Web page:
Genmab’s status as Europe’s leading biotech company is underlined after Genmab delivered a surprising record result for 2020. CEO Jan van de Winkel moves up to first place in Financial Weekly’s annual CEO Performance ranking. Inspired by John F. Kennedy and Henry Ford, among others, he has taken crucial initiatives and has led Genmab from crisis to success. Subject editor Morten A. Sørensen describes the case.
The rescue plan that was to lead Genmab out of a crisis has become a growth and return formula which has created one of Europe’s leading biotech companies. This is the reason why the company’s CEO Jan van de Winkel moves up to first place in Financial Weekly’s annual CEO Performance ranking, which is based on three parameters in the companies that the CEOs manage: ROIC – Return on Invested Capital, growth in return on capital and growth in revenue in 2020.
Genmab has delivered strongly on all three parameters and has come out of 2020 better than expected. Growth is likely to slow in 2021. But the quality of revenue will be even better, because royalty payments will account for more and milestone payments will account for relatively less. The year will also be marked by major investments in future growth. Basically, however, Genmab will be driven further based on several of the key principles that Jan van de Winkel – a co-founder of the company – has followed since he became CEO in 2010. From interviews and analyses in professional media, one can now piece together his formula. It has five core elements:
Renegotiation of cooperation agreements: By 2010, the company’s market value had fallen more than 80 percent. This was partly why Jan Van de Winkel replaced Lisa Drakeman as CEO. The company was in a crisis, and van de Winkel got an important partner, the large pharma group GSK, to help. Within a week, Genmab received a payment of $ 135 million from GSK in exchange for lowering some future claims for royalties and abandoning some milestone payments. This provided financial leeway to maintain a strong research effort, which was something that was going to be crucial for Genmab.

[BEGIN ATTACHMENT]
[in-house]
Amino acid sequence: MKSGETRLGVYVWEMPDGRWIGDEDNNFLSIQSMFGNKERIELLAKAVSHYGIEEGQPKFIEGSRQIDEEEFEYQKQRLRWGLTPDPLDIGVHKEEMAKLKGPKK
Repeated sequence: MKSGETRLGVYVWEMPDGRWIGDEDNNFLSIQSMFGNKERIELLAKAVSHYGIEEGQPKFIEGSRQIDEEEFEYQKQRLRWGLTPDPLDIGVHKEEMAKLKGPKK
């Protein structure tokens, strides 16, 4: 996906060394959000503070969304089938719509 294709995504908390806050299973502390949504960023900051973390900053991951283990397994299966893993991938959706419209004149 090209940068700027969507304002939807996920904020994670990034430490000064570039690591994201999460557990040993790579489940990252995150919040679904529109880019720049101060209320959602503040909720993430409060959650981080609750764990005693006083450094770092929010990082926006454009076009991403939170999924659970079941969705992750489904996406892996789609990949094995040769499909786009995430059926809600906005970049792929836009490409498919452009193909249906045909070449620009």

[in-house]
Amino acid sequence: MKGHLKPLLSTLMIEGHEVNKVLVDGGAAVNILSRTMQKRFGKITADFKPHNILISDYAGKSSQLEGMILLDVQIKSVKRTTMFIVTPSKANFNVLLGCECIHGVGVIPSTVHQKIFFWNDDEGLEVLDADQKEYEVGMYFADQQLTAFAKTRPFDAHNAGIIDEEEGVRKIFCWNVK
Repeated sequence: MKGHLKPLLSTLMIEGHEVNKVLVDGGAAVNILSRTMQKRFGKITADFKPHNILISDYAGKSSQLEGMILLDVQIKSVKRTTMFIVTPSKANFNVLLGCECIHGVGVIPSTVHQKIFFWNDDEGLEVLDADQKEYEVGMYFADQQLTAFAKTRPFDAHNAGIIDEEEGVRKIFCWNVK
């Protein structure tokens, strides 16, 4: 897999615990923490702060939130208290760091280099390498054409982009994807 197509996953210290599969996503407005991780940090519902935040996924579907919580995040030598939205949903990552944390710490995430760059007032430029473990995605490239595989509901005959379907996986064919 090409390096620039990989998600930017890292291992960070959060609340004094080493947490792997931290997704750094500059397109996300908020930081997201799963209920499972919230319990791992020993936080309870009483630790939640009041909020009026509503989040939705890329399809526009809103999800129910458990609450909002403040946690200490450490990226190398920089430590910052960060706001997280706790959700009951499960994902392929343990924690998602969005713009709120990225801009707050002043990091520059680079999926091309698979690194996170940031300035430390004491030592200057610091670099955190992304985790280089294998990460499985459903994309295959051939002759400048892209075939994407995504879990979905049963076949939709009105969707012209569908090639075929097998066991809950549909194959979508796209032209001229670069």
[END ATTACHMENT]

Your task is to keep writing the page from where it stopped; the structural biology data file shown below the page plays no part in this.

Combating silo mentality: The various departments, research, clinical development and the commercial side communicated poorly with each other. Therefore, Jan van de Winkel established portfolio boards, where teams across the functions met to discuss all aspects of the company’s projects and products. This approach has since helped to create a company that was more focused on products than on technology – a key prerequisite for success.
Outsourcing: Since 2009, Genmab had been trying to sell a malfunctioning factory, valued at $ 240 million, in the United States. van de Winkel wrote off the factory in 2012, sending a tough signal that Genmab would move on no matter what. The factory was later sold for $ 10 million. Genmab now uses a fully outsourced model for production and clinical trials. This has led to a deepening of the collaboration with external partners, which according to Jan van de Winkel you should be as committed to as you are to your own employees or family.
A long-term vision: From 2011 to 2012, Jan van de Winkel worked on creating a strategic vision for Genmab until 2025: Genmab was to develop ground breaking antibodies for use against cancer. According to Jan van de Winkel, that vision still drives himself and the company forward. He looked high and low for inspiration for the vision meetings and used, among other things, video clips of John F. Kennedy’s speeches about an upcoming mission to the moon and Henry Ford’s visions of creating a car for everyone.
Move the research out of the basement. Right after he became CEO, Jan van de Winkel’s office was on the ninth floor while the research took place in the basement. A new physical environment therefore had a crucial symbolic significance. It became flatter without lifts, but with “lots of stairs” that could lead to spontaneous meetings and exchange of ideas. An excellent, low-priced coffee shop served the same purpose, attracting both Genmab’s own staff and doctors and researchers from nearby hospitals and institutes. In this way, it is emphasized that research and exchange of ideas is the heart of the company.
All in all, Genmab has succeeded in attracting researchers who have not only developed the successful remedy for bone marrow cancer, Darzalex, but also a number of other promising products. According to analysts, a new substance, GEN1046, currently has “multi-blockbuster” potential and will probably enter a decisive test phase in 2021.